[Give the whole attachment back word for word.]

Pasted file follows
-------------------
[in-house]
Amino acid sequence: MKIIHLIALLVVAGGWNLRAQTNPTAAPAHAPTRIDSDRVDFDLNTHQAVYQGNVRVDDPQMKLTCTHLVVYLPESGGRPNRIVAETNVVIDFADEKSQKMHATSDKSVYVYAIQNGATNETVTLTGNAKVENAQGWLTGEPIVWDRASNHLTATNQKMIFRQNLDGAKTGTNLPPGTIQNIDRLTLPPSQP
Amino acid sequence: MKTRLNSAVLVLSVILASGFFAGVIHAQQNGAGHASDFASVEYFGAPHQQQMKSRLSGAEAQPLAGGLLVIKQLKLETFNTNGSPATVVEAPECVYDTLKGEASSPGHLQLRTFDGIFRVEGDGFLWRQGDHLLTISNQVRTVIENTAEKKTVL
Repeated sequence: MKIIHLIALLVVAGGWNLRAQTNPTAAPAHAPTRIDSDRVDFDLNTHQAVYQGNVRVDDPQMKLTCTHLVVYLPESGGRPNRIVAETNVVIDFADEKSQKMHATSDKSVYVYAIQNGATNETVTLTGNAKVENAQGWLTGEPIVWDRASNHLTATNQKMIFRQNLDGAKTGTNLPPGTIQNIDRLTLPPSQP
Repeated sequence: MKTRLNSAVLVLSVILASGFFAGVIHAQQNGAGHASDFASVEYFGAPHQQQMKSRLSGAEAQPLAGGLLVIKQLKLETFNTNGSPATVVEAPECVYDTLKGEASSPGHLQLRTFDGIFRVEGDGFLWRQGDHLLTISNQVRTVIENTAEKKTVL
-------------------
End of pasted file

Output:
[in-house]
Amino acid sequence: MKIIHLIALLVVAGGWNLRAQTNPTAAPAHAPTRIDSDRVDFDLNTHQAVYQGNVRVDDPQMKLTCTHLVVYLPESGGRPNRIVAETNVVIDFADEKSQKMHATSDKSVYVYAIQNGATNETVTLTGNAKVENAQGWLTGEPIVWDRASNHLTATNQKMIFRQNLDGAKTGTNLPPGTIQNIDRLTLPPSQP
Amino acid sequence: MKTRLNSAVLVLSVILASGFFAGVIHAQQNGAGHASDFASVEYFGAPHQQQMKSRLSGAEAQPLAGGLLVIKQLKLETFNTNGSPATVVEAPECVYDTLKGEASSPGHLQLRTFDGIFRVEGDGFLWRQGDHLLTISNQVRTVIENTAEKKTVL
Repeated sequence: MKIIHLIALLVVAGGWNLRAQTNPTAAPAHAPTRIDSDRVDFDLNTHQAVYQGNVRVDDPQMKLTCTHLVVYLPESGGRPNRIVAETNVVIDFADEKSQKMHATSDKSVYVYAIQNGATNETVTLTGNAKVENAQGWLTGEPIVWDRASNHLTATNQKMIFRQNLDGAKTGTNLPPGTIQNIDRLTLPPSQP
Repeated sequence: MKTRLNSAVLVLSVILASGFFAGVIHAQQNGAGHASDFASVEYFGAPHQQQMKSRLSGAEAQPLAGGLLVIKQLKLETFNTNGSPATVVEAPECVYDTLKGEASSPGHLQLRTFDGIFRVEGDGFLWRQGDHLLTISNQVRTVIENTAEKKTVL